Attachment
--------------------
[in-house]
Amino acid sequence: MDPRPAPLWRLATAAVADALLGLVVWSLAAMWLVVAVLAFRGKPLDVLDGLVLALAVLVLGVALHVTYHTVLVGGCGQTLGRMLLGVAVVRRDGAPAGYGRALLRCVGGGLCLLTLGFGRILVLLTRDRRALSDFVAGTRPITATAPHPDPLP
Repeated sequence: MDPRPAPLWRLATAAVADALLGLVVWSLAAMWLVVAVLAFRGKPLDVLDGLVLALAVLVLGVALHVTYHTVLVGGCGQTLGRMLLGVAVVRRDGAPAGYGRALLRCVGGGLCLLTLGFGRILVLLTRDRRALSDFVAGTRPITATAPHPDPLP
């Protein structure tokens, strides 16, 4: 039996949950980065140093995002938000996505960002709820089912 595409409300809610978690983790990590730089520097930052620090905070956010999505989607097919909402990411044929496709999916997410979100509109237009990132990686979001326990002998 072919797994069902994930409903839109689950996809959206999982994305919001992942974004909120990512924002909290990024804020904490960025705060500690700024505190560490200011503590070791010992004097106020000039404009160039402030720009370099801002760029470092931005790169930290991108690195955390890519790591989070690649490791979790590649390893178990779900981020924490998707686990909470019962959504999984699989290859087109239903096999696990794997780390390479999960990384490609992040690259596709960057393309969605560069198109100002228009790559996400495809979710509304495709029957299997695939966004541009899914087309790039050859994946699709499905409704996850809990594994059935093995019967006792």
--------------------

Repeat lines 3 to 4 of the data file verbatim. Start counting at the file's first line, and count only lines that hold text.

Repeated sequence: MDPRPAPLWRLATAAVADALLGLVVWSLAAMWLVVAVLAFRGKPLDVLDGLVLALAVLVLGVALHVTYHTVLVGGCGQTLGRMLLGVAVVRRDGAPAGYGRALLRCVGGGLCLLTLGFGRILVLLTRDRRALSDFVAGTRPITATAPHPDPLP
């Protein structure tokens, strides 16, 4: 039996949950980065140093995002938000996505960002709820089912 595409409300809610978690983790990590730089520097930052620090905070956010999505989607097919909402990411044929496709999916997410979100509109237009990132990686979001326990002998 072919797994069902994930409903839109689950996809959206999982994305919001992942974004909120990512924002909290990024804020904490960025705060500690700024505190560490200011503590070791010992004097106020000039404009160039402030720009370099801002760029470092931005790169930290991108690195955390890519790591989070690649490791979790590649390893178990779900981020924490998707686990909470019962959504999984699989290859087109239903096999696990794997780390390479999960990384490609992040690259596709960057393309969605560069198109100002228009790559996400495809979710509304495709029957299997695939966004541009899914087309790039050859994946699709499905409704996850809990594994059935093995019967006792």